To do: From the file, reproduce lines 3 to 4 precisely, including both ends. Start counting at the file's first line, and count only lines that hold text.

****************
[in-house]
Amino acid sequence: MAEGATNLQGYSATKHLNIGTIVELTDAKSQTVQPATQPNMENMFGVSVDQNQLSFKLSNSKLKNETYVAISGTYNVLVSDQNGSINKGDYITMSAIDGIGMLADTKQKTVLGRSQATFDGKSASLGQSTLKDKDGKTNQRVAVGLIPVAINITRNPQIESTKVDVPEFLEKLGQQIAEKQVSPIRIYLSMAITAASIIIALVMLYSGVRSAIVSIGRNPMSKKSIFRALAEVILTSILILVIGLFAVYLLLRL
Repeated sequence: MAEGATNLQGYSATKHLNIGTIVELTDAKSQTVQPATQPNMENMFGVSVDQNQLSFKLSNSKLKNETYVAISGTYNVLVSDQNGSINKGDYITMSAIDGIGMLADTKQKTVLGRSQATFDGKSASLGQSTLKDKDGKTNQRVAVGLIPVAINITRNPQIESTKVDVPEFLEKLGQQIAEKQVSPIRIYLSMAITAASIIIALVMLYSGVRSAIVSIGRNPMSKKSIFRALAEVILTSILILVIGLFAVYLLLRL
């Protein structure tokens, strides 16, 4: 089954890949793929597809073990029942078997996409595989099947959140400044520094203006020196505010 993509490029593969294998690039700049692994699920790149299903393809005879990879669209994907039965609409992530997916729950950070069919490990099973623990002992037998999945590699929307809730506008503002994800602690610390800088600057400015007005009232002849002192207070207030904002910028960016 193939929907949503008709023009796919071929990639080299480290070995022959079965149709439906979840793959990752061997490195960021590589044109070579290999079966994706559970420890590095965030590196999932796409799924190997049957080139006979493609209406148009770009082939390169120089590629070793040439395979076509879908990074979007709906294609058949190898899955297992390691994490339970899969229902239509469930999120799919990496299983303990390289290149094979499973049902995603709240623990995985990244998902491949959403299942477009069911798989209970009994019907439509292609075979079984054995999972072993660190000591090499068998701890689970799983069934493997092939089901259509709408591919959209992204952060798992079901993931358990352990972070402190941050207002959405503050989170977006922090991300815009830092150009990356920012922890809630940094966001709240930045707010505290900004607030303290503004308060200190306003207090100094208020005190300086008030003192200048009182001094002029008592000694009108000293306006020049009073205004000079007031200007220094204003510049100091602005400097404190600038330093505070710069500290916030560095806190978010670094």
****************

Repeated sequence: MAEGATNLQGYSATKHLNIGTIVELTDAKSQTVQPATQPNMENMFGVSVDQNQLSFKLSNSKLKNETYVAISGTYNVLVSDQNGSINKGDYITMSAIDGIGMLADTKQKTVLGRSQATFDGKSASLGQSTLKDKDGKTNQRVAVGLIPVAINITRNPQIESTKVDVPEFLEKLGQQIAEKQVSPIRIYLSMAITAASIIIALVMLYSGVRSAIVSIGRNPMSKKSIFRALAEVILTSILILVIGLFAVYLLLRL
């Protein structure tokens, strides 16, 4: 089954890949793929597809073990029942078997996409595989099947959140400044520094203006020196505010 993509490029593969294998690039700049692994699920790149299903393809005879990879669209994907039965609409992530997916729950950070069919490990099973623990002992037998999945590699929307809730506008503002994800602690610390800088600057400015007005009232002849002192207070207030904002910028960016 193939929907949503008709023009796919071929990639080299480290070995022959079965149709439906979840793959990752061997490195960021590589044109070579290999079966994706559970420890590095965030590196999932796409799924190997049957080139006979493609209406148009770009082939390169120089590629070793040439395979076509879908990074979007709906294609058949190898899955297992390691994490339970899969229902239509469930999120799919990496299983303990390289290149094979499973049902995603709240623990995985990244998902491949959403299942477009069911798989209970009994019907439509292609075979079984054995999972072993660190000591090499068998701890689970799983069934493997092939089901259509709408591919959209992204952060798992079901993931358990352990972070402190941050207002959405503050989170977006922090991300815009830092150009990356920012922890809630940094966001709240930045707010505290900004607030303290503004308060200190306003207090100094208020005190300086008030003192200048009182001094002029008592000694009108000293306006020049009073205004000079007031200007220094204003510049100091602005400097404190600038330093505070710069500290916030560095806190978010670094």